Nepal has access to market for electricity in the SAARC region and different policies and agreements have guaranteed our access. However, the Indian government last year drafted a regulation that states that only those companies fully owned by the governments of the concerned countries and having 51 per cent equity investment of Indian public or private companies can export power to the Indian market. The Nepali government has already questioned this provision in the Indian law and the issue was raised during the recent visit of Prime Minister KP Sharma Oli to the southern neighbour. Moreover, the Indian authorities have assured us about holding further discussions on Nepal’s concern on the concerned provision in the regulation. We are optimistic that Nepal’s surplus electricity will get easy access to the Indian market. Nepal has also formulated the concept of energy banking with regard to Nepal-India electricity trade and the Indian government has sought a concept paper on it from the Nepali government. The energy banking concept intends to have a policy for exchange of electricity between the two countries as per supply-demand conditions during dry and wet seasons. However, all these things are possible only if we have effective electricity transmission lines. Though the 400-kV Dhalkebar-Muzaffarpur cross-border transmission is currently operating under limited capacity, the government will start full-fledged operation of the transmission line soon. Similarly, the detailed project report (DPR) of the second cross-border transmission line — Butwal-Gorakhpur — has already been approved. Similarly, construction of Kohalpur-Lucknow cross-border transmission line is in the government’s plan. Thus, the government will not only focus on implementing different cross-border electricity pacts and policies, but will also assure gateways for electricity trade with different countries by developing cross-border electricity transmission lines. In a bid to start electricity trade with China, the construction of Galchi-Rasuwagadhi-Kyirung transmission will be one of the major agendas during Prime Minister Oli’s upcoming visit to China. Similarly, the government plans to sign Power Trade Agreements with China and Bangladesh in the near future. Currently, the government is readying necessary ground for the country’s regional power trade. It is essential that regional power trade agreements are signed and implemented effectively along with increased generation of electricity in the country.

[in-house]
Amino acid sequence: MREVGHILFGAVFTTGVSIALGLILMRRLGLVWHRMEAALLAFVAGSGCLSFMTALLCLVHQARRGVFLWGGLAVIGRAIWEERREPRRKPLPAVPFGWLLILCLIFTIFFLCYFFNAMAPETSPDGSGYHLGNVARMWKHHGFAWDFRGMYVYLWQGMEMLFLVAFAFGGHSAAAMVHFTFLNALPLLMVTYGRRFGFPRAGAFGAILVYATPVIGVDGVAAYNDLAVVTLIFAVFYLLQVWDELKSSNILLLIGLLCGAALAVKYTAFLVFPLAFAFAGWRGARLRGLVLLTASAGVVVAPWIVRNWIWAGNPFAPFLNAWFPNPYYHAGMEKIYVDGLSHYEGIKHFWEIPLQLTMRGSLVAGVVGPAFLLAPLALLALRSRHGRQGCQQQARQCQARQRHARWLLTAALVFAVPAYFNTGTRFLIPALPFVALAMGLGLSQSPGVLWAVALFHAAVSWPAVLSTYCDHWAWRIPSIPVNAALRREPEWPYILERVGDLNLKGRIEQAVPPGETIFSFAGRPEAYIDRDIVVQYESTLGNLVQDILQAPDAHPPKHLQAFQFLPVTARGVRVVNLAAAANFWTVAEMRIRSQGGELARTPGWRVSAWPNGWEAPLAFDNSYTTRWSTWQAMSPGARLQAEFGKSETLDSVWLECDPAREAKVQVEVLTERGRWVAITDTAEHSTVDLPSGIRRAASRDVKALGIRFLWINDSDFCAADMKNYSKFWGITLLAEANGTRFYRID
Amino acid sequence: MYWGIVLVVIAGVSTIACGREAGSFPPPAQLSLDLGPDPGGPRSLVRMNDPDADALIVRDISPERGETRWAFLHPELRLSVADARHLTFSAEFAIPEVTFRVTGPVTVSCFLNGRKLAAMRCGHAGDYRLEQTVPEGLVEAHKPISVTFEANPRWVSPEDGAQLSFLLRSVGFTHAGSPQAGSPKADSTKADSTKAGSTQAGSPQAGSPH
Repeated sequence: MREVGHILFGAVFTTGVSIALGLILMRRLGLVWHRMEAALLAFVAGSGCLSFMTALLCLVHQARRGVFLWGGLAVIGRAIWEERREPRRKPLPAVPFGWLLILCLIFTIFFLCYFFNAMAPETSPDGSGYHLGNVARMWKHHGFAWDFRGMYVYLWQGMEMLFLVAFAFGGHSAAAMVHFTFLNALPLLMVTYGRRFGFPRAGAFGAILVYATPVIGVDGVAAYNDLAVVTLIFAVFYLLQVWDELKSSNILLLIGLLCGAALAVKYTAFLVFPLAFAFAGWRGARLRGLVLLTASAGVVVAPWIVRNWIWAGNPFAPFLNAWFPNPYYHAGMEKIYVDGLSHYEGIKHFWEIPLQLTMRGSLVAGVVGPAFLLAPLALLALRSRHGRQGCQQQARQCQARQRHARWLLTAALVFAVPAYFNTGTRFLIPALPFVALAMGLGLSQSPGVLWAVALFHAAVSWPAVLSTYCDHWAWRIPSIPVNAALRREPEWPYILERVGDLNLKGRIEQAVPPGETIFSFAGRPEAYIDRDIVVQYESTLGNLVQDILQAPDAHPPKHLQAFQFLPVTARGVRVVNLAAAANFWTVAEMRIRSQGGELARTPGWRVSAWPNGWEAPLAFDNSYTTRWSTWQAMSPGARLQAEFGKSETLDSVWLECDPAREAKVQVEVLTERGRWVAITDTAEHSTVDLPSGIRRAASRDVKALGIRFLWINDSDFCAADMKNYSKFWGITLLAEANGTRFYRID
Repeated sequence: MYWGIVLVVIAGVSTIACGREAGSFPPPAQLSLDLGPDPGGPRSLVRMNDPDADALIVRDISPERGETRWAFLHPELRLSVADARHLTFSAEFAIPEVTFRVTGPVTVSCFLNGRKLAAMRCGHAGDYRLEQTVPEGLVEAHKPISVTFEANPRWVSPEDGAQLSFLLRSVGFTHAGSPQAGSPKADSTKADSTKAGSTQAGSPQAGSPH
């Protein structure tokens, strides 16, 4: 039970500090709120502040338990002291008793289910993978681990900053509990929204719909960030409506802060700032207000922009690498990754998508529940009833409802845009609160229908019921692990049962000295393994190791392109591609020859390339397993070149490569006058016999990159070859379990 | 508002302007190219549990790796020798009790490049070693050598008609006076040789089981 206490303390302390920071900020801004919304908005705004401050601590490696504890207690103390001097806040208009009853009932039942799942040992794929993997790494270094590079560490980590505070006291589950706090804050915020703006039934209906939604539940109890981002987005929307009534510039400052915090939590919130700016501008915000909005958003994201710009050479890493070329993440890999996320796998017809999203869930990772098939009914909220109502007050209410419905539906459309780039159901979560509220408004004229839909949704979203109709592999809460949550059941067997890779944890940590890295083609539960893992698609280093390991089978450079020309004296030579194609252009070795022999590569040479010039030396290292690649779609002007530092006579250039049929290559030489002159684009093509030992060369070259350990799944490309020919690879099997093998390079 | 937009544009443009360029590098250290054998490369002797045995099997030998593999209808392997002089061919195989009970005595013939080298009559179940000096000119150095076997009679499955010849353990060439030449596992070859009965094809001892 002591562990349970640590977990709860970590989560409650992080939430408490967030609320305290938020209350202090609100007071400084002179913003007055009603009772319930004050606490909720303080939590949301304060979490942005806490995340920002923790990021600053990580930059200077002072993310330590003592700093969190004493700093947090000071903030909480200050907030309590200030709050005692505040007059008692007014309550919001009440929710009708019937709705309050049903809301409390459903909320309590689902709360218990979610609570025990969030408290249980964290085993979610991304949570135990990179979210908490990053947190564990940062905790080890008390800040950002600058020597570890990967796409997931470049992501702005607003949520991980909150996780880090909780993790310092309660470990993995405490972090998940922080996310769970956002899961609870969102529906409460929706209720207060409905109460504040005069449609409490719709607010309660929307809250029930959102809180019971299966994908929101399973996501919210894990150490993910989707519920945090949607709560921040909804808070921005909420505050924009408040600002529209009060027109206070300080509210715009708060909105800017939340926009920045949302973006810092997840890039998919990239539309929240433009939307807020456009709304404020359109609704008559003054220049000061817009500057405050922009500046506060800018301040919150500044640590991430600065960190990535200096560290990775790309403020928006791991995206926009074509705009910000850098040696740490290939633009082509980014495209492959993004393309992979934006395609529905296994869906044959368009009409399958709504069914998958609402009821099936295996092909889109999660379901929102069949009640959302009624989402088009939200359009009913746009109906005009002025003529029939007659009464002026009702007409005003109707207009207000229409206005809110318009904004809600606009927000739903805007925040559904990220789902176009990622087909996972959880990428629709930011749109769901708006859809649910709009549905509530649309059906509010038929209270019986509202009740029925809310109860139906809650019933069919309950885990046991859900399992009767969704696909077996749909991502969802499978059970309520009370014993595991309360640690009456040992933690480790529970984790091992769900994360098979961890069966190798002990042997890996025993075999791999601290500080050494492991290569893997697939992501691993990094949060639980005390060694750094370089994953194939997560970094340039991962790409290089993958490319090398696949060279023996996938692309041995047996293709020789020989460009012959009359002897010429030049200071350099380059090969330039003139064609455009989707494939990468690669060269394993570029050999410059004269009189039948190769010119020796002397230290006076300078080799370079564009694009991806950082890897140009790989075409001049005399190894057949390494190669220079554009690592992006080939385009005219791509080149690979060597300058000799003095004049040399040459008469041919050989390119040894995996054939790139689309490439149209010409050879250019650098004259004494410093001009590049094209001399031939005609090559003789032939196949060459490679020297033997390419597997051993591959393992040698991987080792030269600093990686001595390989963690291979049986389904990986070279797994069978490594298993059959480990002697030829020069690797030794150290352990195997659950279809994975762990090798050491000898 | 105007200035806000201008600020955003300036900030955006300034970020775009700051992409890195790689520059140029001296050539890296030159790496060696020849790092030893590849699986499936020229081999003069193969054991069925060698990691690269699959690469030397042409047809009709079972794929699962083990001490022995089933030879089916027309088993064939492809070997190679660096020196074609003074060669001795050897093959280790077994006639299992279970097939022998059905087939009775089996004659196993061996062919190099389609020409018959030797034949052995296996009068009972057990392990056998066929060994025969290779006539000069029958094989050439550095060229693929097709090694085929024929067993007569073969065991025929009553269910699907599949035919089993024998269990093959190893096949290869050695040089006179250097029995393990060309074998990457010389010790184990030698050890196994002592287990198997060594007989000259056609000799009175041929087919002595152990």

Under your leadership, the MoEWRI is preparing to introduce the Integrated Water Management Policy. What issues will this policy address?